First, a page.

For dextrose Prolotherapy, the injection sites were first sterilized with Maxiclens (containing chlorhexidine); after which the topical anesthetic lidocaine 5% cream was applied, and wiped clean using hydrogen peroxide and ChloraPrep after 10 to 15 minutes. All patients were treated with a 15 percent dextrose, 0.1 percent procaine, and 10 percent sarapin solution. 4 patients received this basic solution alone, while in 9 of the 21 cases, each syringe of this solution included an additional 0.5 cc of sodium morrhuate (50mg/mL). 3 patients were treated with an addition of platelet rich plasma (PRP) from their own blood. The remaining patients received the dextrose solution mentioned above with the addition of 1.0 cc of polidocanol (5 mg/mL), 1.0 cc of manganese (0.1 mg/mL), or a combination thereof in each syringe. This was determined based on the severity of symptoms and patient’s progress, as additives increase the inflammatory response. The cervical spine (C1 to C7) was injected with varying units of solution, ranging from 50-80cc, depending on the degree of injury as well as the number of areas treated per day. The latter included bony structures of the C-spine, such as the three basic vertebral functioning structures (lamina, transverse processes and facet joints), the mastoid process, and segments of the occiput, scapula and clavicle. Bony structure muscle attachments treated included suboccipital triangle, erector spinae group, side and anterior neck muscles, serratus anterior and trapezius, as well as both the capitis and cervicis splenius muscles. The mean number of Prolotherapy treatments was 6.6 (2 to 15). The mean duration of the treatment period was 15 months.

3.3. Data Collection

A questionnaire was distributed in which patients used a 10 point scale (0= no pain and 10 = crippling/severe pain) to rate neck, head and facial pre-treatment and post-treatment pain magnitude while at rest, as well as during normal activities and exercise. The same rating scale was used to assess stiffness (0 = no stiffness and 10 = extremely stiff); range of motion (0 = no range of motion problem and 10 = extreme limitation to range of motion); crepitation (0 = no crunching and 10 = extreme level of crunching); and numbness (0 = no numbness and 10 = extremely numb). Multiple choice questions were used to determine pre- and post-treatment exercise ability, including: overall sustained improvement; and, average daily overall ability to exercise six weeks or more following their last treatment. The multiple choice options included: (a) no exercising restrictions (no symptoms); (b) mildly compromised; (c) moderately compromised; (d) severely compromised; (e) totally compromised.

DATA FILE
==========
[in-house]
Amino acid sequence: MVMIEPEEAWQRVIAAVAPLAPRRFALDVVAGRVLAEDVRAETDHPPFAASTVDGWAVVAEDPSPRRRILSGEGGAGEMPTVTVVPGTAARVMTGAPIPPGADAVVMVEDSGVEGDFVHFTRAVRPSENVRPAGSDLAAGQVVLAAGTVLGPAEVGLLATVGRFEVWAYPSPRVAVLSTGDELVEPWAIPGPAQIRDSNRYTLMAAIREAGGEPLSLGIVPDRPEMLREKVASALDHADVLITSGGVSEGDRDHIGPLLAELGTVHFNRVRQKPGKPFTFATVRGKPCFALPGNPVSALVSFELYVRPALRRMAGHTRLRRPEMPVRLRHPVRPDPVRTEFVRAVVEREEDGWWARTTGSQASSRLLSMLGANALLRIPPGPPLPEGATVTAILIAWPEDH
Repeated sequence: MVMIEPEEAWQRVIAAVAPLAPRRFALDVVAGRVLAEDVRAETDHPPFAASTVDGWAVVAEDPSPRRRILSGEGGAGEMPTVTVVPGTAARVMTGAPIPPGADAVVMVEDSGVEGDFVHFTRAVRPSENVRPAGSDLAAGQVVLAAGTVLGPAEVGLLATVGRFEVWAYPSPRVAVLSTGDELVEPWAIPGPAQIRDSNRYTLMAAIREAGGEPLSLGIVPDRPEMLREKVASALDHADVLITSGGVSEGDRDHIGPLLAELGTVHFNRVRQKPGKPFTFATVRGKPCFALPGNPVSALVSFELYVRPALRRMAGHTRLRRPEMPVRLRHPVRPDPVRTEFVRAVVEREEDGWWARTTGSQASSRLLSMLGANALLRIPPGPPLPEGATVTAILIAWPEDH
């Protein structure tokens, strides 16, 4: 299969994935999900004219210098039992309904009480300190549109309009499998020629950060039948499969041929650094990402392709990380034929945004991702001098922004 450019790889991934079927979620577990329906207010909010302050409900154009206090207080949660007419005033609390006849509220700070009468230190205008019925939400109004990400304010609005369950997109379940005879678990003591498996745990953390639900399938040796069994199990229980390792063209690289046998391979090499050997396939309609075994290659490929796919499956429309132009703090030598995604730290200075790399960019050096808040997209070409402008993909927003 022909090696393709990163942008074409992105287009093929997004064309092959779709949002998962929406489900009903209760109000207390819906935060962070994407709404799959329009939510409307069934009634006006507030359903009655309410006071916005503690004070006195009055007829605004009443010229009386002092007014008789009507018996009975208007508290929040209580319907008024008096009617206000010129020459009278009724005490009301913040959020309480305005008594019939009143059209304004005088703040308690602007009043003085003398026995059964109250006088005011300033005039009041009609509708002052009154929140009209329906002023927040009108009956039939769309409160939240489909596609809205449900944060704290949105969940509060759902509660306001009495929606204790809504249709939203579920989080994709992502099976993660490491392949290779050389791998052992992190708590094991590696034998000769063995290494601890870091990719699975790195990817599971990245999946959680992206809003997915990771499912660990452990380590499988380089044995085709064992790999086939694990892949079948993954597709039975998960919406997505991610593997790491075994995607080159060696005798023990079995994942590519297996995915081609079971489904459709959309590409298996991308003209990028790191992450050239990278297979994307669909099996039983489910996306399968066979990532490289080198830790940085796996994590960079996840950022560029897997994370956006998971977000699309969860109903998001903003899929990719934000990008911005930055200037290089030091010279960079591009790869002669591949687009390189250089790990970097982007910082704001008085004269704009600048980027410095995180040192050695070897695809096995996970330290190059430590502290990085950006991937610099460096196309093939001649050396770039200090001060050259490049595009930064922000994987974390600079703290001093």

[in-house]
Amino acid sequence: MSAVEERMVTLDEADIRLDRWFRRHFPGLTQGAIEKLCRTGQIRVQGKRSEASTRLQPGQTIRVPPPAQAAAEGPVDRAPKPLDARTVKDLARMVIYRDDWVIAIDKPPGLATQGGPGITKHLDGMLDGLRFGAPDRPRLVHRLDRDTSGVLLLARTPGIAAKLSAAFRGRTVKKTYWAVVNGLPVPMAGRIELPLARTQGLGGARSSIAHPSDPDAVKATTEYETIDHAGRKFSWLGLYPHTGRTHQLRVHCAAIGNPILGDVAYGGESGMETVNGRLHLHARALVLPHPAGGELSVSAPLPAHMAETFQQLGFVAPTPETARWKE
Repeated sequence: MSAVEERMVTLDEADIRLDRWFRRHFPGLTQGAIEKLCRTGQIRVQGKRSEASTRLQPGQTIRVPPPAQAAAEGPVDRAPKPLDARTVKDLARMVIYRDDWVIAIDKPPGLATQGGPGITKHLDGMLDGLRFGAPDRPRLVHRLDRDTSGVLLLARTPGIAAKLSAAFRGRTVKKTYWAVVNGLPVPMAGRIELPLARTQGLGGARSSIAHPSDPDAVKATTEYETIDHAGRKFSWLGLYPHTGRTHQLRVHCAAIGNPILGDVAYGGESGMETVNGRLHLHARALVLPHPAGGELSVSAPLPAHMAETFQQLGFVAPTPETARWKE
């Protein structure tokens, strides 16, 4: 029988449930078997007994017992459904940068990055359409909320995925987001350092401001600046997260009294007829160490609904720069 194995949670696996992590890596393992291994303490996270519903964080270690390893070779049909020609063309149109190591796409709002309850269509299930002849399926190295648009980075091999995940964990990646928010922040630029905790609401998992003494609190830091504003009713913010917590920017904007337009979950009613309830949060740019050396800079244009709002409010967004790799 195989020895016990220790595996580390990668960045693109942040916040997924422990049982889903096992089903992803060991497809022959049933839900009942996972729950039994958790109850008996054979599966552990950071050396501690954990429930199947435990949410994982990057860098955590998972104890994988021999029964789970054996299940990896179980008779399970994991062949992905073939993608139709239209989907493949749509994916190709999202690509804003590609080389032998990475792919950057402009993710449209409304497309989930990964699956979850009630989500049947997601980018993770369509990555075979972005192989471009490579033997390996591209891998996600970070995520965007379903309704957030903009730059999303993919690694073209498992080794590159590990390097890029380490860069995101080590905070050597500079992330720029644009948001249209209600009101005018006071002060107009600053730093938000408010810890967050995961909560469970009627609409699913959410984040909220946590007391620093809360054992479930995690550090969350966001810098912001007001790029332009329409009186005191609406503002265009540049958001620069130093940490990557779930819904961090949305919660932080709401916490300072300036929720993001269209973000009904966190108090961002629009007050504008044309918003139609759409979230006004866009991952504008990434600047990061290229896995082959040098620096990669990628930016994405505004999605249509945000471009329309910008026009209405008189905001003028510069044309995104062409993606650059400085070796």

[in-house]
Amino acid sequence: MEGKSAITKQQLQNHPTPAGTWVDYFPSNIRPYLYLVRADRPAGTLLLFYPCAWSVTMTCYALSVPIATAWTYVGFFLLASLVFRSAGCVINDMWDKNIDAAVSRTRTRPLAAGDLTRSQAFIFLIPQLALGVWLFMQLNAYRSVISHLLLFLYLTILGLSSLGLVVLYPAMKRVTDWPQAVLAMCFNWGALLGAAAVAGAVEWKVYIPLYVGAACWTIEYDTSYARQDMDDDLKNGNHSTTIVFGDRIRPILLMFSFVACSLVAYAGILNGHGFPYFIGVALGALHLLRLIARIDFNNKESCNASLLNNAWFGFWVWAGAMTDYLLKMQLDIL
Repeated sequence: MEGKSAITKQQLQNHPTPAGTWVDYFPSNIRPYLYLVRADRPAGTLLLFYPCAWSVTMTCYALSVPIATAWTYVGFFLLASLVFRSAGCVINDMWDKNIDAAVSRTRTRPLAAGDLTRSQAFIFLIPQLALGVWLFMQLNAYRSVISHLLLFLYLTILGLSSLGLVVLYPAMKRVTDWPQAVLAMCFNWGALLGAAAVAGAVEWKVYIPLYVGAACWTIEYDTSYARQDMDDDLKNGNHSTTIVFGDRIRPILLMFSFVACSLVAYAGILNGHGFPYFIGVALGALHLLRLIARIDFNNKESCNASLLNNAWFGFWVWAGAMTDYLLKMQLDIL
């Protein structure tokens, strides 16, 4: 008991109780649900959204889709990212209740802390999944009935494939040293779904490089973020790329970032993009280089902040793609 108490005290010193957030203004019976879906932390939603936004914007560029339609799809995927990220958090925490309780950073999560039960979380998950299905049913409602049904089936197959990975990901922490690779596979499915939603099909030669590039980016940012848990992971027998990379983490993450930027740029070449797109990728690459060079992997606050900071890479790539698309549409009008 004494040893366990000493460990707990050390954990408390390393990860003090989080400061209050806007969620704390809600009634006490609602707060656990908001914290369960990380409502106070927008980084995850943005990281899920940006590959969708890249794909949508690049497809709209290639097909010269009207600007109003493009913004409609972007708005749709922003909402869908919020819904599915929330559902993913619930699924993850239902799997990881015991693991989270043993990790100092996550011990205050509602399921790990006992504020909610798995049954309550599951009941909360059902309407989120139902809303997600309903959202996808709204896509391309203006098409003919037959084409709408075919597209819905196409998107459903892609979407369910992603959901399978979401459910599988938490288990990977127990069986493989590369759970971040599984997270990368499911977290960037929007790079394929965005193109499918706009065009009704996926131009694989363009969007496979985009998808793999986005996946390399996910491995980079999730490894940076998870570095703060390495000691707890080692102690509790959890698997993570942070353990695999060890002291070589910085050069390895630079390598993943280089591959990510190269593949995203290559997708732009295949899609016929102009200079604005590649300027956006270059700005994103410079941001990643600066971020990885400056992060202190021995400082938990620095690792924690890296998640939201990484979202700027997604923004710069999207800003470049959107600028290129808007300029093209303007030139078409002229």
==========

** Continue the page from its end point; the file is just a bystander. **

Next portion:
Follow-up questions involved patients ranking the percentage of overall sustained daily improvement with regard to pain, stiffness, range of motion, crepitation, and numbness, currently to at least six weeks or longer following treatment. If the patient’s sustained improvement was < 100 percent, multiple choice questions were provided to quality the reason, including: (a) recommended number of treatments not received; (b) re-injury performing normal activities; (c) re-injury doing somewhat unreasonable activity; (d) poor adherence to doctor’s exercise/muscle toning recommendation; (e) poor adherence to weight loss recommendation; (f) insufficient diet modification to improve injection efficacy; (g) development of other medical conditions that affected Prolotherapy’s potential; (h) Little benefit realized from Prolotherapy; (i) n/a. Lastly, the questionnaire considered surgery as a possible option before and after treatment. Specifically, patients were asked whether they consulted another physician or surgeon prior to receiving Prolotherapy for their respective conditions. If so, patients were asked as to whether the physician or surgeon recommended surgery, and which type of surgical procedure in particular.

3.4. Results

Patient-reported outcomes were obtained at a mean of 24 months following completion of treatment (range 1 to 39 months). Significant reductions (p < 0.001 [α = 0.05]), were observed in pain rating for pain at rest (mean ± SD of 5.7±3.0 at baseline vs. 1.5±1 post-treatment); pain during normal activity (6.6±2.4 vs. 1.3±1.6); and during exercise (7.7±2.6 vs. 1.9±2.3). Pain ratings in the three categories were reduced by 82.5%, 80.3%, and 75.4% of their baseline values, respectively. Although female patients were presented with a longer history of pain compared to males (7.6 months vs. 4.7), no significant gender difference was observed for the response of pain to treatment. For stiffness, ROM, crepitation and numbness, only patients with non-zero baselines values were analyzed. All patients had non-zero baseline values for at least one of these categories, and 9 patients had non-zero baseline values for at least two categories. With the exception of one patient who reported no gain for crunching/crepitation, all patients with non-zero baselines for these categories experienced improvement. For stiffness, ROM, crunching/crepitation, and numbness, the baseline vs. post-treatment ratings were, respectively, 5.8±3.5 vs. 1.3±1.8; 4.8±3.6 vs. 1.5±2.5; 5.8±3.5vs.2.2 ±2.6; and, 3.2±3.9 vs. 0.3±0.9. No patient reported an adverse result (increased rating) for these outcomes.